Why do humans forget important things, but maintain embarrassing things like when we called our teacher mom?

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Why do humans forget important things, but maintain embarrassing things like when we called our teacher mom?

In: Biology
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There’s probably a better answer out there, but afaik the gist of it is that part of the reason we have emotions is as a signal to the brain saying “hey, this experience is important, remember it”

Negativity bias. For whatever reason, the brain seems to put more emphasis on negative things than positive things, even when both things are equally intense. For example, losing $20 will seem more significant than gaining $20.

Because negative things seem more significant, they are more easily remembered and weigh more on your mental state.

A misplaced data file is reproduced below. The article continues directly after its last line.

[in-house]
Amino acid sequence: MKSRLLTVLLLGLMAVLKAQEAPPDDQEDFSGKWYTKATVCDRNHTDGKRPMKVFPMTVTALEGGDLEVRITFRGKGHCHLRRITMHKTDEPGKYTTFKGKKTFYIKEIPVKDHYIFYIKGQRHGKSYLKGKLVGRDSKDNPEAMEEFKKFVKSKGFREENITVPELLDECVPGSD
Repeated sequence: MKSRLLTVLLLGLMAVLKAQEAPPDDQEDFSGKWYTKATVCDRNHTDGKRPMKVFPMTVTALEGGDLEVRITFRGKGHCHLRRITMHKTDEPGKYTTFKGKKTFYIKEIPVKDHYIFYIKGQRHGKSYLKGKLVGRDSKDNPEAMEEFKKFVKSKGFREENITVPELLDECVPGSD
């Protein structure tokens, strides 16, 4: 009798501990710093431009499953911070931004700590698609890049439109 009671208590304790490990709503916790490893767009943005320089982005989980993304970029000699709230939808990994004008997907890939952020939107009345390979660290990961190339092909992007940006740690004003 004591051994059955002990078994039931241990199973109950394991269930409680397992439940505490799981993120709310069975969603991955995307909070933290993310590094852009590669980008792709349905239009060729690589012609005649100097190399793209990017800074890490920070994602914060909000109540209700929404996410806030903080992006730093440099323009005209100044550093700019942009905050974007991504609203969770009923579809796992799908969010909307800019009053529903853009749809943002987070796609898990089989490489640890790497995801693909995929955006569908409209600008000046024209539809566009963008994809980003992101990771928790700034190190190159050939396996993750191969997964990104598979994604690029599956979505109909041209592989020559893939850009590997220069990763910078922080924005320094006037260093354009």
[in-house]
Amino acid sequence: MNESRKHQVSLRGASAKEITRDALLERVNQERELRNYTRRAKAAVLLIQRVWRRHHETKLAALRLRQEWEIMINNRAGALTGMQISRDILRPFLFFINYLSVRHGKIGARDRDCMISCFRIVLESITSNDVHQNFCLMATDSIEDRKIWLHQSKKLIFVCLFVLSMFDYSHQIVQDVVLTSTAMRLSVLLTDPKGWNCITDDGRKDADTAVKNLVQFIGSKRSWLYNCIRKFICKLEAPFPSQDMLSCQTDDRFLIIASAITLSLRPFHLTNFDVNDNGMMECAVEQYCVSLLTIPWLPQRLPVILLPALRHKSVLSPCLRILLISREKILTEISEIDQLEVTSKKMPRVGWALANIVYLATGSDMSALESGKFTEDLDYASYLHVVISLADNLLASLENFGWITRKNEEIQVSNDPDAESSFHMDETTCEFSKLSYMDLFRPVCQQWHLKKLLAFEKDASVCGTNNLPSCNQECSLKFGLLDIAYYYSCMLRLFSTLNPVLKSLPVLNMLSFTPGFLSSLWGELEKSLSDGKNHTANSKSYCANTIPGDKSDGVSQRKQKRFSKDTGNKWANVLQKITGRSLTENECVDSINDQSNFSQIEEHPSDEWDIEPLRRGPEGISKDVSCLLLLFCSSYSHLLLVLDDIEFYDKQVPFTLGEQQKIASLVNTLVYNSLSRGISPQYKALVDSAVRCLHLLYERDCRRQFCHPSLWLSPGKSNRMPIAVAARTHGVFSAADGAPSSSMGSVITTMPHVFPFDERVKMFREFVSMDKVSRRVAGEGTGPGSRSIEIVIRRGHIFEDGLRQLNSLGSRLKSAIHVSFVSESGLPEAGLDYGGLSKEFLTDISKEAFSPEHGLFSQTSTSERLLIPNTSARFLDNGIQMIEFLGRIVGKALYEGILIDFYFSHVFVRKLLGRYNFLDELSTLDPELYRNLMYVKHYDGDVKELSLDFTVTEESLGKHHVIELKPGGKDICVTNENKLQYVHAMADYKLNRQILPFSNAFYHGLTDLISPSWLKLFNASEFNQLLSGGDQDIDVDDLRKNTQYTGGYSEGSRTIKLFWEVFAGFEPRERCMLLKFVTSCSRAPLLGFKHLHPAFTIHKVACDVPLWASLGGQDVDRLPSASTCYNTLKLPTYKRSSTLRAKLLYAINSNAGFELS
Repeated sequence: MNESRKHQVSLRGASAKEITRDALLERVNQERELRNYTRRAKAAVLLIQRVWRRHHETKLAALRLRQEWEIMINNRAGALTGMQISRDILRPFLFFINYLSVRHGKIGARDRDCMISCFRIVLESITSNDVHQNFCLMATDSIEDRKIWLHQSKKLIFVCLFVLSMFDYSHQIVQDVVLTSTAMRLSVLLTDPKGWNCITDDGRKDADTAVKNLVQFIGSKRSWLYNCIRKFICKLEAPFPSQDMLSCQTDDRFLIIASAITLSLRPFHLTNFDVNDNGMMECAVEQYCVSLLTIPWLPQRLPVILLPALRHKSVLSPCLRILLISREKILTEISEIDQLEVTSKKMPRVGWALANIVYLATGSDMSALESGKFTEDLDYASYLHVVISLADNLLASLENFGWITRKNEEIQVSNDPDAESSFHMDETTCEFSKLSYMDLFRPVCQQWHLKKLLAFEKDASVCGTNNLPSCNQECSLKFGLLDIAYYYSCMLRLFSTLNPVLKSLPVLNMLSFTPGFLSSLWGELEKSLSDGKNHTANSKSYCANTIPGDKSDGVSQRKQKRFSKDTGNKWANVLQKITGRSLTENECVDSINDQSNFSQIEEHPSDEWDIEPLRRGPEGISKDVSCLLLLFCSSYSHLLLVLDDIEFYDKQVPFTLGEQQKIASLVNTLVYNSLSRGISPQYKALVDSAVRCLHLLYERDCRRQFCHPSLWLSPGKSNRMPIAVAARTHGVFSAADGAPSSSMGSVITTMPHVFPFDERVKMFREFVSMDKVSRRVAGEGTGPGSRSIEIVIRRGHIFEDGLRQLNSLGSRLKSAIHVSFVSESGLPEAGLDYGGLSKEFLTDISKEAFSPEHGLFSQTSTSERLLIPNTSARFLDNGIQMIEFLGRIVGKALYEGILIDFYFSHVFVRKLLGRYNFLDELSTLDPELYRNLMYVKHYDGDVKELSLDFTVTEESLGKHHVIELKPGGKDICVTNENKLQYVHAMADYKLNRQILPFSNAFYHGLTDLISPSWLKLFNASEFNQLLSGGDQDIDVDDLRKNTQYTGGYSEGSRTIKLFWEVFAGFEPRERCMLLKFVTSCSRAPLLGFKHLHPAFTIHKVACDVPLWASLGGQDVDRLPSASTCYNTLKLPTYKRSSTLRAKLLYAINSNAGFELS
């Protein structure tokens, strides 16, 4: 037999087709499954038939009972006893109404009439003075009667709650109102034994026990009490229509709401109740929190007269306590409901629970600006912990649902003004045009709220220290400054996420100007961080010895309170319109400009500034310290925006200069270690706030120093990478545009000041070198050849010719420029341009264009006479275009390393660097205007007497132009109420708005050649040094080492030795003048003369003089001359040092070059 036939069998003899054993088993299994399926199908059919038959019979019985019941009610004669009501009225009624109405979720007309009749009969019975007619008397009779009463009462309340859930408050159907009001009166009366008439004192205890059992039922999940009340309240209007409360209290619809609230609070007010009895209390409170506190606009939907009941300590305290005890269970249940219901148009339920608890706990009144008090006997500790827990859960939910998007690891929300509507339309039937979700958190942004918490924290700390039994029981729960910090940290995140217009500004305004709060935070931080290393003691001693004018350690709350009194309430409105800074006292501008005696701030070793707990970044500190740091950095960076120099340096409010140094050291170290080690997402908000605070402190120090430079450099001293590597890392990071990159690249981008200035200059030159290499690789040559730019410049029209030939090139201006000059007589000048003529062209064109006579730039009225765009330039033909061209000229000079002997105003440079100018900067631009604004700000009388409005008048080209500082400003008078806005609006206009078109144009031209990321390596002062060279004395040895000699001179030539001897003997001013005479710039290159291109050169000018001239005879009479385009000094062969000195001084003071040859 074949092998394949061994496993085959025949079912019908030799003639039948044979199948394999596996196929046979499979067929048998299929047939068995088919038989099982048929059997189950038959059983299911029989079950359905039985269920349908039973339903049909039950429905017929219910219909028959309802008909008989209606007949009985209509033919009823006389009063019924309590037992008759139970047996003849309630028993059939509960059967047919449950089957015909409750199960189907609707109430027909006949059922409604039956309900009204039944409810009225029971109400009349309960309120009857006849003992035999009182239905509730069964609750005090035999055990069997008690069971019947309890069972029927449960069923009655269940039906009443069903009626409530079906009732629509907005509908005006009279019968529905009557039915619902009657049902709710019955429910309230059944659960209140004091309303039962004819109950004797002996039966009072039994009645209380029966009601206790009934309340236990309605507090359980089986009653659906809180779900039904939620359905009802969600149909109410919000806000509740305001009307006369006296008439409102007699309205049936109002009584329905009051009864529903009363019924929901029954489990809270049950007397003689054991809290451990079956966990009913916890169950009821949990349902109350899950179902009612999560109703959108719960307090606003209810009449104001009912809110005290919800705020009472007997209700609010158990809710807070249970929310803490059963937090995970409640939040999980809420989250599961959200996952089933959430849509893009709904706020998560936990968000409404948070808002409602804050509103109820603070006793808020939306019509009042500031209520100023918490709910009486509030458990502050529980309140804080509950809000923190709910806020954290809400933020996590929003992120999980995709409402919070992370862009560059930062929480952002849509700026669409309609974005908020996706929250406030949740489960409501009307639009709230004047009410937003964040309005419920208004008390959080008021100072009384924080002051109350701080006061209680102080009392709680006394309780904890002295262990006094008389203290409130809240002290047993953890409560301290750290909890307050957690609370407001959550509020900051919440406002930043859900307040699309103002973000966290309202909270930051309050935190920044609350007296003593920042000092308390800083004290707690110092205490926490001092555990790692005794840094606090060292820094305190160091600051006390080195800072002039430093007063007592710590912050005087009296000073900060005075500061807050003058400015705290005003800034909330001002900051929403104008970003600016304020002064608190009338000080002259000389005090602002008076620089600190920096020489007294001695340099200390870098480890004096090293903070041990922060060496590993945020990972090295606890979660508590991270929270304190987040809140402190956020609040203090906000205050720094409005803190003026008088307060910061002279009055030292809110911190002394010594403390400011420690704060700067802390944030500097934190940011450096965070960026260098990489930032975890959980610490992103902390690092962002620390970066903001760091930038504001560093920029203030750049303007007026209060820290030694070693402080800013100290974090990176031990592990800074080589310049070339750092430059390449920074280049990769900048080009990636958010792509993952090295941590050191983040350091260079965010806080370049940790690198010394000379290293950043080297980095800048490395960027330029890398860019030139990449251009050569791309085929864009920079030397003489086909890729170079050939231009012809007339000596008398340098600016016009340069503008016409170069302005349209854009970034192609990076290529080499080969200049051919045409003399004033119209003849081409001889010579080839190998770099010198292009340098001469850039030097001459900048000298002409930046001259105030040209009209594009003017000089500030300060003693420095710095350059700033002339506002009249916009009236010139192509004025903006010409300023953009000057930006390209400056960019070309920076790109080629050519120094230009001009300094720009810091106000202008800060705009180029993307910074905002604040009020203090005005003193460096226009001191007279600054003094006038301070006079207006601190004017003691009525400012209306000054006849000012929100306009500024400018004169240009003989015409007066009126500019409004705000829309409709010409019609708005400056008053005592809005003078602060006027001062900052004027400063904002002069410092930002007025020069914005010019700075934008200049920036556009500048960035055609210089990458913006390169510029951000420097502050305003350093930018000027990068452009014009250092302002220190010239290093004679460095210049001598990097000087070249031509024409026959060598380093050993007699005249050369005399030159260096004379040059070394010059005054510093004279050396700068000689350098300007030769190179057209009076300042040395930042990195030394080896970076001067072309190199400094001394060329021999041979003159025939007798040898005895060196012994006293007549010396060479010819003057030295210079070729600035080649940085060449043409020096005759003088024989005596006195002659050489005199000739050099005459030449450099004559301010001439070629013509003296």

Side note, that’s why bad news seems to happen more often than good news. People respond more to bad news, so it gets spread more.

It’s been proven that traumatic events effect children’s memories more than adults. Calling your teacher mom must’ve been traumatic thus “deleting” another “happy” memory.
It’s also the way your brain is wired, if you’re a pesimist you’re more likey to remember the unhappy memory than the happy one.

Our ape brain is less evolved to remember facts and more evolved to try and prevent bad things from happening to us in the future based on our past experiences.

For instance, the social stigma/embarrassment of calling our teacher “mom” is a thing the brain doesn’t want us to forget because social stigma could mean death in a world where not getting to sit by the fire means getting attacked by a pack of wolves, while your other important fact is probably not as important to an ape brain – probably doesn’t mean death.

“Normalcy bias” works in a sort of opposite way – something bad may be happening, but no one wants to overreact because bad things don’t normally happen and people don’t want to face social stigma of overreacting.